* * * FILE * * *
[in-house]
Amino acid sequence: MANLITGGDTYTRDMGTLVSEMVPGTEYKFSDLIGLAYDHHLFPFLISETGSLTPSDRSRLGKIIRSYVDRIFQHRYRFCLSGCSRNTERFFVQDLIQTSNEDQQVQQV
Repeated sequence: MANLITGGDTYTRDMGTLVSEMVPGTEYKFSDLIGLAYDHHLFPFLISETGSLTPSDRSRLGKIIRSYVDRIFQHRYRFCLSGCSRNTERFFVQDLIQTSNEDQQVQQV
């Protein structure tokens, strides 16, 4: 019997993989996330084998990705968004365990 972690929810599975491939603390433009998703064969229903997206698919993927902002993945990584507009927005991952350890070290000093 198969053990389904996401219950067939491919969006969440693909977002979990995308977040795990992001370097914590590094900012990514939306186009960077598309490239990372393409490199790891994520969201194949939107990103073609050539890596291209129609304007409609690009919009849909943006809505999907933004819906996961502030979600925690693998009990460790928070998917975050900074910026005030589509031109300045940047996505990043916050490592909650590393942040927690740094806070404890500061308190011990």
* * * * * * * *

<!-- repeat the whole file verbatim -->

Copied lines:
[in-house]
Amino acid sequence: MANLITGGDTYTRDMGTLVSEMVPGTEYKFSDLIGLAYDHHLFPFLISETGSLTPSDRSRLGKIIRSYVDRIFQHRYRFCLSGCSRNTERFFVQDLIQTSNEDQQVQQV
Repeated sequence: MANLITGGDTYTRDMGTLVSEMVPGTEYKFSDLIGLAYDHHLFPFLISETGSLTPSDRSRLGKIIRSYVDRIFQHRYRFCLSGCSRNTERFFVQDLIQTSNEDQQVQQV
């Protein structure tokens, strides 16, 4: 019997993989996330084998990705968004365990 972690929810599975491939603390433009998703064969229903997206698919993927902002993945990584507009927005991952350890070290000093 198969053990389904996401219950067939491919969006969440693909977002979990995308977040795990992001370097914590590094900012990514939306186009960077598309490239990372393409490199790891994520969201194949939107990103073609050539890596291209129609304007409609690009919009849909943006809505999907933004819906996961502030979600925690693998009990460790928070998917975050900074910026005030589509031109300045940047996505990043916050490592909650590393942040927690740094806070404890500061308190011990």